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Impact of Sampling Area and Location on Measurement of Indicator Organisms during Beef Carcass Interventions

Rong Wang, David A. King, Mohammad Koohmaraie, Joseph M. Bosilevac
Journal of food protection 2013 v.76 no.12 pp. 2069-2073
coliform bacteria, beef carcasses, sampling, food surfaces, meat inspection, monitoring, indicator species, data collection, food pathogens, meat processing plants, anti-infective agents, Escherichia coli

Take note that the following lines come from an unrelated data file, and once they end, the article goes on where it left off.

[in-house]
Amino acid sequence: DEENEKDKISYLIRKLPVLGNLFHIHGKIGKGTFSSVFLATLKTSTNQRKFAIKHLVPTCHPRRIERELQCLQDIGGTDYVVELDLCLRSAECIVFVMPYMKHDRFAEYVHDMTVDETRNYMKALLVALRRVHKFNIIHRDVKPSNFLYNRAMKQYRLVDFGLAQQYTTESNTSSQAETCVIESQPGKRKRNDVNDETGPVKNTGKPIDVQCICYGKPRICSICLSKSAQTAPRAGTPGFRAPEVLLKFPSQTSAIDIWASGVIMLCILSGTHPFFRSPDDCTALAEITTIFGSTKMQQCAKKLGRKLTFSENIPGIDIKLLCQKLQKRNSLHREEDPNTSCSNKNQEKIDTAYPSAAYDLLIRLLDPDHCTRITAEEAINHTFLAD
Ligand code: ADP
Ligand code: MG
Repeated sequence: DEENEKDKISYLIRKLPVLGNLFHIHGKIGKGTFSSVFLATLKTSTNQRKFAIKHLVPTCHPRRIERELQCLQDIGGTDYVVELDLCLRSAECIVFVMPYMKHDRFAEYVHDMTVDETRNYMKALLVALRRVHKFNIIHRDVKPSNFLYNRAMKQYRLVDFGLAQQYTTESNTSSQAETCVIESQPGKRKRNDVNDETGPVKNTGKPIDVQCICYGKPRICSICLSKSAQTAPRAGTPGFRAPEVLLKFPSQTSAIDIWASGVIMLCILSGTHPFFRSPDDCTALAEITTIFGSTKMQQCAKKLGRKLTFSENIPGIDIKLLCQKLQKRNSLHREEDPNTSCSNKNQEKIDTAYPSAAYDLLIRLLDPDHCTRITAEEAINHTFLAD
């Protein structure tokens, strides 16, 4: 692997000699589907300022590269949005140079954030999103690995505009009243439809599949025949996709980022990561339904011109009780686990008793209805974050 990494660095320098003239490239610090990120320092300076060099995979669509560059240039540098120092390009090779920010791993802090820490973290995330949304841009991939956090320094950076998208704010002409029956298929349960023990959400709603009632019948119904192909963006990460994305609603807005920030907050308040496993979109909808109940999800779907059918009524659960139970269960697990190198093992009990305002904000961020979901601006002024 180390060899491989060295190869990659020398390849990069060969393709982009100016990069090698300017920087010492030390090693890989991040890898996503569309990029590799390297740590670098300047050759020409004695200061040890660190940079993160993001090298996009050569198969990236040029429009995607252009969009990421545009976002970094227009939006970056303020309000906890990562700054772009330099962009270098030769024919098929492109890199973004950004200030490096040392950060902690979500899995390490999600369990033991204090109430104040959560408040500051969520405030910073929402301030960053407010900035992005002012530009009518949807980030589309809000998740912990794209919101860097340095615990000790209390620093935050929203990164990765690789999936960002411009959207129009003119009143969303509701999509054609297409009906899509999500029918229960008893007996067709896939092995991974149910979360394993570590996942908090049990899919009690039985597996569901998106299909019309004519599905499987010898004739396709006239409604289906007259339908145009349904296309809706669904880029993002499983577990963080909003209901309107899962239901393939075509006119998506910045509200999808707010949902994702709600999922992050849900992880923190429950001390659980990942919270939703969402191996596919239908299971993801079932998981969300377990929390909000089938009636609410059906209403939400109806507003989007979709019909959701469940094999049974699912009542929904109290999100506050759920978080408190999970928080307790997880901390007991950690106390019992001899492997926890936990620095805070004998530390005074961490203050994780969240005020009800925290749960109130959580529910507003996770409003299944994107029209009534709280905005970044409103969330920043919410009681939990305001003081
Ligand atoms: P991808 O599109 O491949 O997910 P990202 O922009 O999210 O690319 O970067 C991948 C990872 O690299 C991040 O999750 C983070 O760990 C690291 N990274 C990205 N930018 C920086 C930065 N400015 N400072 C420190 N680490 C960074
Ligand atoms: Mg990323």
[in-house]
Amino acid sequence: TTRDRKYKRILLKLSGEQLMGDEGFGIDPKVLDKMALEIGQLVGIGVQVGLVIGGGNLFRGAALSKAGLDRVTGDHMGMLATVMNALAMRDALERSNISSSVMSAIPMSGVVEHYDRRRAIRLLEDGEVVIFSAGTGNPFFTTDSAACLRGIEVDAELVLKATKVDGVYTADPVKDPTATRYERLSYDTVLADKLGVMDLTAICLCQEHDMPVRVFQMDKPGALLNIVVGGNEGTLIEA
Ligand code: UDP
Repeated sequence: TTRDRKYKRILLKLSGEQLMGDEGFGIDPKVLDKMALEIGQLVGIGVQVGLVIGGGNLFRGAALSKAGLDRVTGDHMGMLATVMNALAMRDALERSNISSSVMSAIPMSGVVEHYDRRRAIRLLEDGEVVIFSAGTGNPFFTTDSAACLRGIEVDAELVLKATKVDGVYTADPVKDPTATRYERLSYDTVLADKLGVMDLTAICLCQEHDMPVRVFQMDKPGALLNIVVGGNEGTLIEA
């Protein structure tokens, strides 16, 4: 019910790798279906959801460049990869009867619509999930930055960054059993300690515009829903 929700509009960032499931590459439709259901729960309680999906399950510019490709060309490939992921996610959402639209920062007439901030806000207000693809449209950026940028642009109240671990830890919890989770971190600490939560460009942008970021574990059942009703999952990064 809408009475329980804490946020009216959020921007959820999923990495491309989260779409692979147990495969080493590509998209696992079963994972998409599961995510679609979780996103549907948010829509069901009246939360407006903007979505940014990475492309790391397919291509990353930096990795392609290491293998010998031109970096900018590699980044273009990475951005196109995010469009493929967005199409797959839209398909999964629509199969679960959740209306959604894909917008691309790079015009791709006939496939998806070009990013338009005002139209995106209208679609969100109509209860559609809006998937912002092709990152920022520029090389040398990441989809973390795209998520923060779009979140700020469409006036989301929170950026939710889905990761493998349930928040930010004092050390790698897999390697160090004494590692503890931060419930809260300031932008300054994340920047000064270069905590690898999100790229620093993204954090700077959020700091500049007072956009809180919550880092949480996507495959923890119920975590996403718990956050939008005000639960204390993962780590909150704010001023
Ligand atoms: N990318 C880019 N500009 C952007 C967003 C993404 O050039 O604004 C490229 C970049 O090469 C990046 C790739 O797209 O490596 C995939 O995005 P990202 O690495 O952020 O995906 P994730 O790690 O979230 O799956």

The effect of the sponge sample collection site on the recovery of multiple indicator organisms from beef carcass surfaces was evaluated to simplify and validate our previous sampling method for ease of implementation as a general protocol. Sponge samples were collected at three beef processing plants using hot water or acidic antimicrobials as interventions. Two 4,000-cm2 samples were collected from preevisceration carcasses (n = 248), one from the inside and outside round area (top site) and one from the navel- plate-brisket-foreshank area (bottom site). One-half of the samples (n = 124) were collected before a wash cabinet intervention and the other half after the intervention. The numbers of total aerobic bacteria, Enterobacteriaceae, coliforms, and Escherichia coli were determined for one-half of each individual sponge sample. The other halves of the sponges were combined to represent a top plus bottom 8,000-cm2 sample. For the preintervention carcasses, 4,000-cm2 samples collected from the top or bottom sites of the carcasses were not significantly different (P > 0.05) from each other or from the 8,000-cm2 combined sample in recovery of the indicator organisms. Significant reductions of indicator organisms were observed in all three types of sponge samples after intervention; however, samples collected from the bottom site recovered less organisms (P < 0.05) compared with samples of the other types. These results suggested that samples collected from either the top or the bottom site of the carcasses with this method are suitable for monitoring indicator organisms as long as the same sampling site is consistently used.